The Good News: The number of U.S. home short sales surpassed foreclosure deals for the first time as banks became more agreeable to selling houses for less than the amount owed on their mortgages. So says a report from Jacksonville-based Lender Processing Services as reported here by Bloomberg News. That signals new flexibility by banks -- including a greater willingness to take a financial hit --  and assures swifter resolution of housing problems. …

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10 things you ought to know about Tampa Bay, Florida business scene today

Wake up and good morning. It's a big news buffet today, so here are 10 things to know about Tampa Bay and Florida business this morning.

10. More than 4,000 people have applied so far for 400 positions opening at the Seminole Hard Rock Hotel & Casino. Read more in the Tampa Tribune here and the Tampa Bay Times video report here.

9. Gambling interests that wanted Las Vegas-style destination gambling in South Florida but could not get it through the Florida Legislature are now trying to take their pitch directly to Florida voters with a "New Jobs and Revenue for Florida" campaign, says the South Florida Sun Sentinel here.

8. Adding insult to injury, Spain wants treasure hunters Odyssey Marine Exploration of Tampa to pay about $4 million in legal costs in the court fight that resulted in Spain recovering the rich treasures Odyssey unearthed from the Black Swan shipwreck. Not amused, Odyssey argues here that's going over the legal line. …

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Clearwater tech investor Satish Sanan puts famous Ocala horse farm Padua Stables up for auction

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Interested in a little ol' horse farm? Ocala's Padua Stables is up for auction by a former Clearwater tech entrepreneur.

satishsananimrglobalpaduastablespstimesphoto.jpgWake up and good morning. Satish Sanan, the tech entrepreneur turned face horse breeder, made a fortune building then selling the IMR Global computer outsourcing business in Clearwater in the 1990s and early 2000s. Now he is putting his famous Ocala horse farm -- Padua Stables -- up for auction on May 31. The property has been on the traditional real estate market for three years.

According to the Ocala Star Banner, Sanan (left, who lives in Clearwater) poured millions into the 760-acre facility in the 1990s but decided in 2007 that the Florida market could not sustain the commercial side of the racehorse breeding market and moved his operation to Kentucky. Satish and Anne Sanan purchased in 1998 what was then called Silverleaf Farm in Ocala for $7.5 million and expanded its facilities. In 2007, just as the recession arrived, the property was listed at $35 million but the price was later reduced to $24.9 million. …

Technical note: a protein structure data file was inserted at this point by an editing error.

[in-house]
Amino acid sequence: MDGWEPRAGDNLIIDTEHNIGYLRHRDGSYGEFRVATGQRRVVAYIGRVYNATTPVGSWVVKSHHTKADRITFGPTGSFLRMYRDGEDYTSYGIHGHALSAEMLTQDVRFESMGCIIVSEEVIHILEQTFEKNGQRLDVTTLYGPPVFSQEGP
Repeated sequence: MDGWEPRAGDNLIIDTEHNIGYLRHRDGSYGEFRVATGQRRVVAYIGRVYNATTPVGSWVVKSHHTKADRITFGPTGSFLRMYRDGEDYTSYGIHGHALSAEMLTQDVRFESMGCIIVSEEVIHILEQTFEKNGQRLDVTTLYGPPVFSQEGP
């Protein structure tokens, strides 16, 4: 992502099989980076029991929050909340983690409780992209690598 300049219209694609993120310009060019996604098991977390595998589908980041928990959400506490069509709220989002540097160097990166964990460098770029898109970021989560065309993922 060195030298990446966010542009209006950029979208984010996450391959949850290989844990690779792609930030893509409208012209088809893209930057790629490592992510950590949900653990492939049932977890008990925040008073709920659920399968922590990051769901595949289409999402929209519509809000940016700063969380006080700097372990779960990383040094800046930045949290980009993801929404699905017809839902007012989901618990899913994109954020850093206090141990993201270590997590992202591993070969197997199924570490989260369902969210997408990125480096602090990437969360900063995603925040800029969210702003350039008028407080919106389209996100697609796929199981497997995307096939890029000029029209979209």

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Tampa Best Buy to close, latest victim of retail chain's financial, management woes

 

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Best Buy shares have dropped by more than 50 percent in the past two years.

Wake up and good morning. Been a rough week for the Best Buy retail chain. Not only did its CEO resign for matters of personal conduct (read more here) but the company also just identified the 50 Best Buys of its 1,100 stores it will close.

Two are in Florida and one is in Tampa Bay. That one is the Oldsmar Best Buy at 11655 W. Hillsborough. The other store in Florida is in Fort Myers. Most of the stores will close in May. Here is the Wall Street Journal's list of all 50 to close.

"This was not an easy decision to make," Best Buy says in a news release. "We chose these stores carefully." The company says it will try to place its affected workers elsewhere in Best Buy or provide a severance package. Best Buy operates nearly two dozen big box or mobile stores in the greater Tampa Bay area.

Want more detail on what's happened to Best Buy? Check out the Minneapolis Star Tribune coverage of its CEO Brian Dunn and, of special interest, reported concerns of corporate nepotism and too cozy business ties with founder and chairman Richard Schulze and his family.

-- Robert Trigaux, Business Columnist, Tampa Bay Times

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Florida lags many states in knowing whether its tax incentives for jobs are effective: study